Data from the Wisconsin Hospital Association suggest this is largely true. Ascension’s St. Joseph Hospital, for example, billed for an IUD just nine times for the fiscal year ending June 2019, whereas the non-Catholic Froedtert Memorial Lutheran Hospital, less than 5 miles away, did the same more than 1,500 times.
The neighborhood around the Ascension SE Wisconsin Hospital–St. Joseph Campus in Milwaukee is composed of predominantly black and low-income residents. The hospital has one of the busiest emergency rooms in the state.
There are some significant exceptions. Essentia Health St. Mary’s Hospital-Superior billed for 135 IUDs in fiscal year 2019; Ascension All Saints Hospital in Racine, which has two campuses, billed for 666 IUDs, Wisconsin Hospital Association data show.
The time immediately following delivery can be crucial to eliminate gaps in contraception for those who desire it. Forty percent of women do not return for a postpartum visit, while as many as 75 percent of women who plan on obtaining a long-acting contraceptive after giving birth do not follow through.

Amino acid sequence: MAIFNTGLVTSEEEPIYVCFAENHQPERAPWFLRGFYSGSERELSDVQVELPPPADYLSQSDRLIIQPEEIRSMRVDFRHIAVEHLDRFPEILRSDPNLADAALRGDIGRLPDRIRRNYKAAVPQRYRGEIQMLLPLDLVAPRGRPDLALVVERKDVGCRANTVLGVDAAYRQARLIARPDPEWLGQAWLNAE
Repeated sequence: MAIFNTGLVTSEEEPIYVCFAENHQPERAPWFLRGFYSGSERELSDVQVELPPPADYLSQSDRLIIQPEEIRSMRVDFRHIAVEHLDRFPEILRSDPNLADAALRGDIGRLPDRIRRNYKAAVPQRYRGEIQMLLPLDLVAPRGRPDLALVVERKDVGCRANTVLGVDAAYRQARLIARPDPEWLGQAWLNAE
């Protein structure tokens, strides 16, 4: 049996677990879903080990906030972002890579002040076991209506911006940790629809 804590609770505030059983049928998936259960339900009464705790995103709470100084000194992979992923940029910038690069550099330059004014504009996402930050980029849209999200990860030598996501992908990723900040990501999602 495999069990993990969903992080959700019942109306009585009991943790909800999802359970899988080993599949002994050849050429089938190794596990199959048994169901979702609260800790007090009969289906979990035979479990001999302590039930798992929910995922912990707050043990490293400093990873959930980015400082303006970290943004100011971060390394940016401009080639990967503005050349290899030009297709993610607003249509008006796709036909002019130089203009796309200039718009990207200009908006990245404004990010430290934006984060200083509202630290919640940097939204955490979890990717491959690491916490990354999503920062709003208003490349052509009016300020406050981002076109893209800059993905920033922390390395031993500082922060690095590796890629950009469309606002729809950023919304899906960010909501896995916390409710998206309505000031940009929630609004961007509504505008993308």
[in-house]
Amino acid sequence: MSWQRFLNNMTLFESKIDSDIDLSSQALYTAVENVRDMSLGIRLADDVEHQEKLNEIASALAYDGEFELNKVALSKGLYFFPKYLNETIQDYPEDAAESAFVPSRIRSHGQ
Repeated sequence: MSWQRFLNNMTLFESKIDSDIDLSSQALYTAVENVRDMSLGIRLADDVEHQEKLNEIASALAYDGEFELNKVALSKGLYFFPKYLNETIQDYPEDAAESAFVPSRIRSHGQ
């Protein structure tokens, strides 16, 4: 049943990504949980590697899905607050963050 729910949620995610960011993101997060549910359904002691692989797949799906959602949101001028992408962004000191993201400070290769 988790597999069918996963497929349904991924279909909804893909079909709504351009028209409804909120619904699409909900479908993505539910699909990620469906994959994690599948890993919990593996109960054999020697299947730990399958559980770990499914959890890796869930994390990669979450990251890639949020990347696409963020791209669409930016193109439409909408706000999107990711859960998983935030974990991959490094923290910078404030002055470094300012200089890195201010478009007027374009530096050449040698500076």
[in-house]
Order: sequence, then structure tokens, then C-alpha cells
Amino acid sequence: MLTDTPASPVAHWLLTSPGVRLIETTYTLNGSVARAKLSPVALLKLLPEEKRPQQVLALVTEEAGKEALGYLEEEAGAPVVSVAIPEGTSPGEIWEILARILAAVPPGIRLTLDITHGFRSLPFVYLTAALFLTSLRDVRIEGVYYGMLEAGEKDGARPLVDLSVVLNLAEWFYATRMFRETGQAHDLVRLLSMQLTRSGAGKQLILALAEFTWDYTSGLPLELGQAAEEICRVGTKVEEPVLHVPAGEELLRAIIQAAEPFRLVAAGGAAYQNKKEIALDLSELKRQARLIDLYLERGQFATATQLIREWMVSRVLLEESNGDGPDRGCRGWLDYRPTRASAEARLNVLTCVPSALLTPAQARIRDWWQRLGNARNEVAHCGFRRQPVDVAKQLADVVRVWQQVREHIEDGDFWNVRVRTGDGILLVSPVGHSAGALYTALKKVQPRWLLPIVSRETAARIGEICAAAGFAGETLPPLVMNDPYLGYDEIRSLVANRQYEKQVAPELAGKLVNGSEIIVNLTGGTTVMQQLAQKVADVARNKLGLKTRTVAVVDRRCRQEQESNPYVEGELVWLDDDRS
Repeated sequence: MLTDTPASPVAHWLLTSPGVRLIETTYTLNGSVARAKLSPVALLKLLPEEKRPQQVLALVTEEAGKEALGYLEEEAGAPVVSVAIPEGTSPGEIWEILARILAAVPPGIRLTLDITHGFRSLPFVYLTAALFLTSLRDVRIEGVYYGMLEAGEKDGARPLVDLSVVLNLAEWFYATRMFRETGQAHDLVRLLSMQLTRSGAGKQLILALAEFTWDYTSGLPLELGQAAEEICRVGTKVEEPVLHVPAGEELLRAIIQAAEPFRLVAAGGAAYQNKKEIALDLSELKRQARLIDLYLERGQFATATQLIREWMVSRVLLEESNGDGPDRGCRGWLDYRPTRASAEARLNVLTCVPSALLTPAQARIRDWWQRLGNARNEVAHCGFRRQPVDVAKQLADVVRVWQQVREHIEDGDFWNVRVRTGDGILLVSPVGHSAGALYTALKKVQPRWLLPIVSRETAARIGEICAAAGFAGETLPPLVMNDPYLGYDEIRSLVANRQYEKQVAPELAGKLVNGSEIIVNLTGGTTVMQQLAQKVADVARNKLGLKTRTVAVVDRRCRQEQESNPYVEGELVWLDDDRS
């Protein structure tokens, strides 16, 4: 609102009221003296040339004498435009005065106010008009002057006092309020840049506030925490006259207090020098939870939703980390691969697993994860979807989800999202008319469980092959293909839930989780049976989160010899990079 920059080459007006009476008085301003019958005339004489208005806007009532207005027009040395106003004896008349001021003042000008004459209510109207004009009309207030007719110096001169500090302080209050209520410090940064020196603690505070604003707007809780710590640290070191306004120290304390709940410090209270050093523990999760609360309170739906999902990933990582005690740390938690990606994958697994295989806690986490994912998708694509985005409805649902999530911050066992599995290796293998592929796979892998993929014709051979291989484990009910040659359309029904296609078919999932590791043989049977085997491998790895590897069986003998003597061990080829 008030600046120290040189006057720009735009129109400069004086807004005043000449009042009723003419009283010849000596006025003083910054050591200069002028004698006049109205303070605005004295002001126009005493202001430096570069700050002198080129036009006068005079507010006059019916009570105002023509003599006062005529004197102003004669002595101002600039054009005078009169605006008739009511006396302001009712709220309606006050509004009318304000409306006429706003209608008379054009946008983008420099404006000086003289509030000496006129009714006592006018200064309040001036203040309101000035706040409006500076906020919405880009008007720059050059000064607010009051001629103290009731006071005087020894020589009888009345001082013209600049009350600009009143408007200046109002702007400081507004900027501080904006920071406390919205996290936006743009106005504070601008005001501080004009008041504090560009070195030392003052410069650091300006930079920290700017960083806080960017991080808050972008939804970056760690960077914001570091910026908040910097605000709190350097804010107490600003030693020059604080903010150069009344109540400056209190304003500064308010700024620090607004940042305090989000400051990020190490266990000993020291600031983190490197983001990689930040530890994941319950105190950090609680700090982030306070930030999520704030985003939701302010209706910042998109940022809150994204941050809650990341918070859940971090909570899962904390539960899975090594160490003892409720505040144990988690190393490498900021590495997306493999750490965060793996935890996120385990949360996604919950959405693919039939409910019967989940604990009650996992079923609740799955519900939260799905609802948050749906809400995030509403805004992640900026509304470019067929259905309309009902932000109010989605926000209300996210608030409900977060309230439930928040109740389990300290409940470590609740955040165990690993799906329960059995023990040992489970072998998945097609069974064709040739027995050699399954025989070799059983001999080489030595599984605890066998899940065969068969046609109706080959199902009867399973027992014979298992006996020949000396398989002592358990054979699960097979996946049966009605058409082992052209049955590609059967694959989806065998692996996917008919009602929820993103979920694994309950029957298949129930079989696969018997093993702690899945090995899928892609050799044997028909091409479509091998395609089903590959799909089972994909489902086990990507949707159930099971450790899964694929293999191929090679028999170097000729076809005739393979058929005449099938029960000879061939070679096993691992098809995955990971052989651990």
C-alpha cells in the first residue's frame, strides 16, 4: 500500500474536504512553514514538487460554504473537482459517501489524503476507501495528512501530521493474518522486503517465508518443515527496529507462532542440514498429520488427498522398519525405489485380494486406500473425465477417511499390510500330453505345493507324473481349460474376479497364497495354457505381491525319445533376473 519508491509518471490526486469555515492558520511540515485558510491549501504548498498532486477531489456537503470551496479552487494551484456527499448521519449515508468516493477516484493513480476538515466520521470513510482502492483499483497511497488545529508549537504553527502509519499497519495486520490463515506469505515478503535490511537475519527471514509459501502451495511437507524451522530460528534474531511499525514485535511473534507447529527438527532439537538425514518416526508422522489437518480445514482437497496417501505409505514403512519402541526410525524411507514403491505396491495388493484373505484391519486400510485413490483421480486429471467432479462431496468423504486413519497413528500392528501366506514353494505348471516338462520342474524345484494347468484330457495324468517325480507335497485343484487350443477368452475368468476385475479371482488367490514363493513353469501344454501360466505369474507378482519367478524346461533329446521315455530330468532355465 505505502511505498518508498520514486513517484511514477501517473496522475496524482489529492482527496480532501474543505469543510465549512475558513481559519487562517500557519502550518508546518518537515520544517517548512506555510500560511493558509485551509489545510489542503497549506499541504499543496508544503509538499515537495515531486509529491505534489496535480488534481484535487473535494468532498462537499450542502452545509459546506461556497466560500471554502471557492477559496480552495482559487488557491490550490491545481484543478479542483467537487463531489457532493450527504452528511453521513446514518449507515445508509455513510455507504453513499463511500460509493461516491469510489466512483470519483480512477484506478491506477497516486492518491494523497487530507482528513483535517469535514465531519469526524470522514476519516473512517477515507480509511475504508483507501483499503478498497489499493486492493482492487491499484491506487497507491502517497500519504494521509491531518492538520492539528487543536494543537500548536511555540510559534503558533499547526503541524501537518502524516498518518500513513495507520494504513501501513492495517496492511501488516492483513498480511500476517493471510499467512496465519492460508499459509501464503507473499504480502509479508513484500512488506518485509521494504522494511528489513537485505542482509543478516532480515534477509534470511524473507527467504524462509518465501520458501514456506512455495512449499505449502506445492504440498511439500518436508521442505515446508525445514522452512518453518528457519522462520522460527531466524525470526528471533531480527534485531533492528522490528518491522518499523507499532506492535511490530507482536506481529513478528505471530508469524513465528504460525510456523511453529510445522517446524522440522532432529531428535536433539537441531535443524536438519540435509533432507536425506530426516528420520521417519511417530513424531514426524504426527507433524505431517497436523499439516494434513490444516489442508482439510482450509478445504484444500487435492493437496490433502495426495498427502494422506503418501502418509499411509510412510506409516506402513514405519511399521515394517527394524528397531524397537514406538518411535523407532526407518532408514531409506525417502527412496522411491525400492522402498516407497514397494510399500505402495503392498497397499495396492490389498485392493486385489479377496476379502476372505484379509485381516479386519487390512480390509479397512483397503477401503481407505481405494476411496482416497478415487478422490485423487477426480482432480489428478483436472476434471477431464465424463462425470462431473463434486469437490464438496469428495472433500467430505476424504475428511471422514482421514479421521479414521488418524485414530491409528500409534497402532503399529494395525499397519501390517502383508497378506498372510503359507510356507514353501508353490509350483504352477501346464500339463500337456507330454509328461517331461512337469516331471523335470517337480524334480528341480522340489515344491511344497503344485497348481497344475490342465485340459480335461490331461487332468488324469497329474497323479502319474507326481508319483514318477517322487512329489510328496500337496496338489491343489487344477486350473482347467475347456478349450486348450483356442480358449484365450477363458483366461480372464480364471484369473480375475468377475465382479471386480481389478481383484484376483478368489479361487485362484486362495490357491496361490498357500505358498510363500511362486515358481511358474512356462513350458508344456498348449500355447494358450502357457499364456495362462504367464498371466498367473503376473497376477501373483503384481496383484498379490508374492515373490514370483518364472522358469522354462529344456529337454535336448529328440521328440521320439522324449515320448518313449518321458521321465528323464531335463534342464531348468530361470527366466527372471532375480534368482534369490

“It’s a missed opportunity for sure,” says the former Dean nurse.
Cami Thomas compares such religious refusals of care to the nation’s shameful history of people of color sterilized against their will that continued late into the past century. Thomas is a leader of Maroon Calabash, which describes itself as a black radical reproductive justice organization run by doulas who provide support and guidance to pregnant women.
Other research has shown that women of color more often feel pressured by physicians into using contraception than white women.
Reproductive health care, she says, should be about “dignity and consent.”
Thomas recounts going to a Catholic hospital about a decade ago when she was on the brink of death, having lost two-thirds of her blood after her menstrual cycle went on for six months.
To stop her period and bring her blood count up, her doctor wanted to give her Depo-Provera, an injectable contraceptive, she says. But the hospital’s rules on contraception prohibited it, the doctor told her. Furious at the hospital’s policies, he found a loophole.
“Not all doctors are like that,” she says. “Thank goodness I had that doctor.”